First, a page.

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Stem Cell Therapy – A Veterinarian’s Point of View


by Susan Wright

Susan Wright is a veterinary surgeon associated with Dog Fence DIY LLC who offered to do a guest post here on PETSblogs in response to Stem Cell Treatment Helps Canine Hip Dysplasia & Arthritis. Of course, we jumped at the opportunity to learn more about how veterinarians in the field are using this treatment. If you’d like to learn more, please continue reading. And then check out the website noted in the bio at the end of this post . . .

Stem cell therapy sounds wonderful – a simple injection of tissue from your dog’s own body results in less pain in the joints, and a new lease on life, with none of the potential side effects of conventional arthritis medication.

Certainly, there are peer reviewed research papers which do confirm that this treatment does in fact work. But, how are veterinarians in the field using this treatment, and are they finding it as effective as the research suggests?

It can be difficult for veterinarians in private practice to follow up on how effective this treatment is – at this stage it doesn’t appear to be used as frequently as medication, so there aren’t many animals to assess. Often if an animal is doing well, veterinarians don’t hear back from their owners regarding how their pet is feeling.

There have been reports from veterinarians that improvement has been seen in dogs within 30 days of stem cell treatment, and can persist for over a year. Given that this treatment is so new, it’s important that both vets and clients do communicate with each other, so veterinarians can get a good idea of how effective stem cell therapy is in different arthritic conditions.

The stifle is a common spot for osteoarthritis in the dog, often secondary to rupture or partial rupture of the cranial cruciate ligament. Vets have found that stem cell therapy can indeed help, however the effects don’t seem to last forever. There have been reports of osteoarthritis still occurring after cruciate rupture, even when stem cells have been injected into the joint. Even though there may be arthritic changes in a joint visible on x-ray, the important part is that in many cases, dogs are functionally better after stem cell therapy – they have less pain, and are more mobile.

Another part of the body that is often affected by osteoarthritis is the elbow, and again, reports are favorable – one veterinarian found a dog with end-stage osteoarthritis had 30% improvement in joint function. That’s a big improvement to that dog’s quality of life.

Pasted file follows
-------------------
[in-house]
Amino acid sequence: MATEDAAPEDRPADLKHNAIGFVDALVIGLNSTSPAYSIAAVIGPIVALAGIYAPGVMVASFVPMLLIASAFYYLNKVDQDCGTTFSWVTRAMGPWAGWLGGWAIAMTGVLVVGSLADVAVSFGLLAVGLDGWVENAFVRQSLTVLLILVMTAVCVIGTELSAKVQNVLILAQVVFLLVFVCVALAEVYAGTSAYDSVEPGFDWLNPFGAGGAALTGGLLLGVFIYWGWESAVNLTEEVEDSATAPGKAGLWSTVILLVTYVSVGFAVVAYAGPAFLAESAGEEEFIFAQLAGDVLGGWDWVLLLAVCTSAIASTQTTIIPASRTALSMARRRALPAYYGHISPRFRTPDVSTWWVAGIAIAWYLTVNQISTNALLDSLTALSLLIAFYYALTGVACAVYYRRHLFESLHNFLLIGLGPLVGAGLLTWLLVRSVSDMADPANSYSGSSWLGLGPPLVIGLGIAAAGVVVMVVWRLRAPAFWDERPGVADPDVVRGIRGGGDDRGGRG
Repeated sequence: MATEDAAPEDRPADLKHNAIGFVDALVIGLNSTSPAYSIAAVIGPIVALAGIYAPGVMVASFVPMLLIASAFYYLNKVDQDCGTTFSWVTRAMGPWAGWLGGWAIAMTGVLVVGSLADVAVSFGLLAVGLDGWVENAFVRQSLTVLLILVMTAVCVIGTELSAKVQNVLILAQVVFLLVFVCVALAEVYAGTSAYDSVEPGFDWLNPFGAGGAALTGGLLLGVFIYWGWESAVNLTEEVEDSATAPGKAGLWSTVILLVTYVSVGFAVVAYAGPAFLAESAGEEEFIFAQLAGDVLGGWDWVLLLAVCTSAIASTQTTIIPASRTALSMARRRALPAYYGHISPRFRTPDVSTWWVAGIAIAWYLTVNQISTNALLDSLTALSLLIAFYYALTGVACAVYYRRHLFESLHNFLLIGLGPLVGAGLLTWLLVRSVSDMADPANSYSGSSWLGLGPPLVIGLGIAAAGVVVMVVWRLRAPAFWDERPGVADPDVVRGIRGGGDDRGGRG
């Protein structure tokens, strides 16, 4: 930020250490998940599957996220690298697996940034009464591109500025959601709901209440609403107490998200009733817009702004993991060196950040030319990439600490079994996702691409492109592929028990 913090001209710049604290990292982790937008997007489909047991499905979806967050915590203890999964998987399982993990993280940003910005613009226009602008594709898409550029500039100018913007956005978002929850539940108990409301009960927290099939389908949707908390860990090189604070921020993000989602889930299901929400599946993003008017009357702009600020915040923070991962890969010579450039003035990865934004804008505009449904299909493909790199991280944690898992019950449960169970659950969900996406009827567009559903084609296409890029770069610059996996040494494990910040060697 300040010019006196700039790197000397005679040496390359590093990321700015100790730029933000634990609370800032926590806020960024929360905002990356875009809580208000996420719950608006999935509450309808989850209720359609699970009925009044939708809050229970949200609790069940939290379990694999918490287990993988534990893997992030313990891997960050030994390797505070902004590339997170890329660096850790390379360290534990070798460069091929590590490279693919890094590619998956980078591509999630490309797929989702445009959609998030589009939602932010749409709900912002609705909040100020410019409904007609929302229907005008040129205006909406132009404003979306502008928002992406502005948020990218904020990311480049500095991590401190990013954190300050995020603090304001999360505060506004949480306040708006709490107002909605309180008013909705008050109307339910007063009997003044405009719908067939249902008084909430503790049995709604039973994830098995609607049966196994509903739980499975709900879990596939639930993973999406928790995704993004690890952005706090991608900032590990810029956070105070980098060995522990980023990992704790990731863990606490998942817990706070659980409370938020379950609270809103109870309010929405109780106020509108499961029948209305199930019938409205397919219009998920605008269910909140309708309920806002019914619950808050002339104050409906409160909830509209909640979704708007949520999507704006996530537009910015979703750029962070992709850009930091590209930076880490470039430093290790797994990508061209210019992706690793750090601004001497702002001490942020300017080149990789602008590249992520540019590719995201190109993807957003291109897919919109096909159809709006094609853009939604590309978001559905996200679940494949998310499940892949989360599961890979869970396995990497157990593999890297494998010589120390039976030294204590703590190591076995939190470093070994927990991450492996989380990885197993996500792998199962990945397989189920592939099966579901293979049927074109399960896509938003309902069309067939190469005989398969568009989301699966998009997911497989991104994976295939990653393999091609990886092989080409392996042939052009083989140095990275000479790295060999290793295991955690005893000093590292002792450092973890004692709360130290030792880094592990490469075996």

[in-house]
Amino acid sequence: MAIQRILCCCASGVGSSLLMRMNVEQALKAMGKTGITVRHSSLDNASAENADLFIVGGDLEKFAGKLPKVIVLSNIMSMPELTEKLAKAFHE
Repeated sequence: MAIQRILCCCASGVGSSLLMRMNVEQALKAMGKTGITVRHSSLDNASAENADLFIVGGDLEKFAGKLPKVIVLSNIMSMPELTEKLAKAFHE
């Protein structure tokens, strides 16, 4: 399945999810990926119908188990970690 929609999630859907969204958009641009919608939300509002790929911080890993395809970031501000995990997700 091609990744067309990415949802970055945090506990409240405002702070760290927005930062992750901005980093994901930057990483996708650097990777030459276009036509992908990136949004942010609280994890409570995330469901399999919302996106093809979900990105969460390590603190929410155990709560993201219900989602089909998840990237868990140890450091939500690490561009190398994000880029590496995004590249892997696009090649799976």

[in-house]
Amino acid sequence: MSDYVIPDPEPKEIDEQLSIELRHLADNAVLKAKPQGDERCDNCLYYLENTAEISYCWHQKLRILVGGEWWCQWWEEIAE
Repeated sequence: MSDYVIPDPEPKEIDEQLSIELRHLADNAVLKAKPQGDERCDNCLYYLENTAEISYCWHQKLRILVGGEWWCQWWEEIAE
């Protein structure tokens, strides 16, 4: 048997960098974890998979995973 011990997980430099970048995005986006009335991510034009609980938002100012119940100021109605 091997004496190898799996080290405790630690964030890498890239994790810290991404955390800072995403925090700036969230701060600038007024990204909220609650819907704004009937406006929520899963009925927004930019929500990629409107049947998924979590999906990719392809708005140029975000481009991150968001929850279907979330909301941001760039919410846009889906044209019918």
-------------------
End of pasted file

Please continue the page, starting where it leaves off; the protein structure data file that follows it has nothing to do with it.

Research has found some incidences where the use of stem cell therapy is a bad idea. It is not recommended if your dog is battling cancer, because these stem cells may contribute to the maintenance of cancer stem cells. Because stem cell therapy can also suppress the immune system, it’s important not to use it if your dog is fighting infection.

In conclusion, it appears that reports from veterinarians do confirm the findings of research papers; stem cell therapy can be very helpful in treating osteoarthritis, and improving the well being of affected dogs. However, as a veterinarian, I do try to avoid the “one treatment fits all” approach. As with any decisions on your pet’s care, you and your veterinarian need to work together to develop the best treatment option for your individual dog and your individual circumstances, and that must take into consideration budgetary restraints and whether or not your dog has any concurrent illness.

Stem cell therapy appears to be a great addition to our armory of treatments for osteoarthritis in dogs. It’s currently being investigated as a treatment of other diseases in companion animals and, in the future, may be beneficial to many more of our patients. I look forward to it.

Susan Wright is a veterinarian associated with Dog Fence DIY LLC. Dog Fence DIY can supply everything you need for your own underground dog fence, and show you how to install it.


About Author

Devoted pet owner and now, devoted pet editor, Judi worked in traditional offices, keeping the books and the day-to-day operations organized. Taking her dog to work every day for over a decade never seemed odd. Neither did having an office cat. She knows what it's like to train a new puppy and she's experienced the heartache of losing beloved companions. Retired, she currently lives with her spoiled dog and four chickens (who are, interestingly enough, also spoiled).

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This post contains affiliate links, which means we earn a commission for sales referred from links on our site. We're also Amazon Associates, so we may earn from those qualifying purchases, too. Learn more!